Xicana/o Studies

Acuña, Rodolfo. 1972. Occupied America: The Chicano’s Struggle Toward Liberation. San Francisco, CA: Canfield Press.

Alarcón, Norma. 1990. “Chicana Feminism: In the Tracks of ‘The’ Native Woman.” Cultural Studies 4:248-256.

Aldama, Arturo J. 2001. Disrupting Savagism: Intersecting Chicana/o, Mexican Immigrant, and Native American Struggles for Self-Representation. Durham, NC: Duke University Press.

Anzaldúa, Gloria. 2015. Light in the Dark⁄Luz en lo Oscuro: Rewriting Identity, Spirituality, Reality. Durham, NC: Duke University Press.

—. 2009. The Gloria Anzaldúa Reader. Durham, NC: Duke University Press.

—. 1987. Borderlands/La Frontera: The New Mestiza. San Francisco, CA: Spinsters/Aunt Lute Books.

Arrizón, Alicia. 2006. Queering Mestizaje: Transculturation and Performance. Ann Arbor, MI: University of Michigan Press.

Barrera, Mario. 1979. Race and Class in the Southwest: A Theory of Racial Inequality. Notre Dame, IN: University of Notre Dame Press. Notre Dame, IN: University of Notre Dame Press.

Bonfil Batalla, Guillermo. 1996. Mexico Profundo: Reclaiming a Civilization. Austin, TX: University of Texas Press.

Calderón, Héctor and José David Saldívar, eds. Criticism in the Borderlands: Studies in Chicano Literature, Culture, and Ideology. Durham, NC: Duke University Press.

Castellanos, M. Bianet, Lourdes Gutiérrez Nájera and Arturo J. Aldama, eds. Comparative Indigeneities of the Américas: Toward a Hemispheric Approach. Tuscon, AZ: The University of Arizona Press.

Castillo, Ana. 1994. Massacre of Dreamers: Essays in Xicanisma. New York, NY: Plume.

Contreras, Sheila Marie. 2008. Blood Lines: Myth, Indigenism, and Chicana/o Literature. Austin, TX: University of Texas Press.

Delgadillo, Theresa. 2011. Spiritual Mestizaje: Religion, Gender, Race, and Nation in Contemporary Chicana Narrative. Durham, NC: Duke University Press.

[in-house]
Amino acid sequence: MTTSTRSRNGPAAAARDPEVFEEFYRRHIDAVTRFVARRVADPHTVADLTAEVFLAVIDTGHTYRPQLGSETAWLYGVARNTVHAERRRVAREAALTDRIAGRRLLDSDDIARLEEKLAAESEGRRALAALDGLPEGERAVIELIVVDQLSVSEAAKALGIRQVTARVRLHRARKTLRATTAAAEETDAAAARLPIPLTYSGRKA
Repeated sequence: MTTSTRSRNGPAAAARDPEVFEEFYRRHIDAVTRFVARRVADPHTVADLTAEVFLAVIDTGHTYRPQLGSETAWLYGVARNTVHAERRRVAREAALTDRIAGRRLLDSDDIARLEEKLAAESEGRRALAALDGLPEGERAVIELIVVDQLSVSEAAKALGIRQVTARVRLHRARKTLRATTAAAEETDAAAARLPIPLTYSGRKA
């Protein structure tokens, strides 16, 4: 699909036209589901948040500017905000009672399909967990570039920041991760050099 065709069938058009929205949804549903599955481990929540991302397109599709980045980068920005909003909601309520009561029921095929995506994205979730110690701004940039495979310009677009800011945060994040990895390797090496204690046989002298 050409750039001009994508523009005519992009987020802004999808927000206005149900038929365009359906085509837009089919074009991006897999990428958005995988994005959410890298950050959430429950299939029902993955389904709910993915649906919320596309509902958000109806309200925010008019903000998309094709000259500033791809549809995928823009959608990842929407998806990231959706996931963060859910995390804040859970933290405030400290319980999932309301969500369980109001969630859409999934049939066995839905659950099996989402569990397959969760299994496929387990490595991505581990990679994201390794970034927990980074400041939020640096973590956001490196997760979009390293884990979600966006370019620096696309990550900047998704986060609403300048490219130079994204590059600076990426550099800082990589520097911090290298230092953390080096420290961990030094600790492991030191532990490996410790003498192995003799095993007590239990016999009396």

Gomez, David F. 1973. Somos Chicanos: Strangers in Our Own Land. Boston, MA: Beacon Press.

Leal, Luis. 1989. “In Search of Aztlán.” Pp. 6-13 in Aztlán: Essays on the Chicano Homeland, edited by Rudolfo A. Anaya and Francisco A. Lomelí. Albuquerque, NM

Miner, Dylan A.T. 2014. Creating Aztlán: Chicano Art, Indigenous Sovereignty, and Lowriding Across Turtle Island. Tucson, AZ: University of Arizona Press.

—. 2009. “From Aztlan to Red River: The Continental and Comparative Cultures of Chicana/o and Métis Anti-Colonialism.” In Métis Histories and Identities: A Tribute to Gabriel Dumont, 185-199. Winnipeg, MB: Les Presses Universitaires de Saint-Boniface.

Mirandé, Alfredo. 1987. Gringo Justice. Notre Dame, IN: University of Notre Dame Press.

Pérez, Emma. 1999. The Decolonial Imaginary. Bloomington, IN: Indiana University Press.

Pérez, Laura E. 2010. “Enrique Dussel’s Etica de la liberatión, U.S. Women of Color Decolonizing Practices, and Coalitionary Politics amidst Difference.” Qui Parle: Critical Humanities and Social Sciences 18(2):121-146.

Rodriguez, Roberto Cintli. 2014. Our Sacred Maíz Is Our Mother: Indigeneity and Belonging in the Americas. Tucson, AZ: University of Arizona Press.

Saldaña-Portillo, María Josefina. 2016. Indian Given: Racial Geographies across Mexico and the United States. Durham, NC: Duke University Press.

—. 2001. “Who’s the Indian in Aztlan? Re-Writing Mestizaje, Indianism, and Chicanismo from the Lacandon.” In The Latin American Subaltern Studies Reader, edited by Ileana Rodriguez and María Milagros López, Durham, 402-423. NC: Duke University Press.

Saldaña-Portillo, María Josefina, and Maria Cotera. 2014. “Indigenous but not Indian? Chicana/os and the Politics of Indigeneity.” In The World of Indigenous North America, edited by Robert Warrior. Florence, KY: Taylor & Francis Group.

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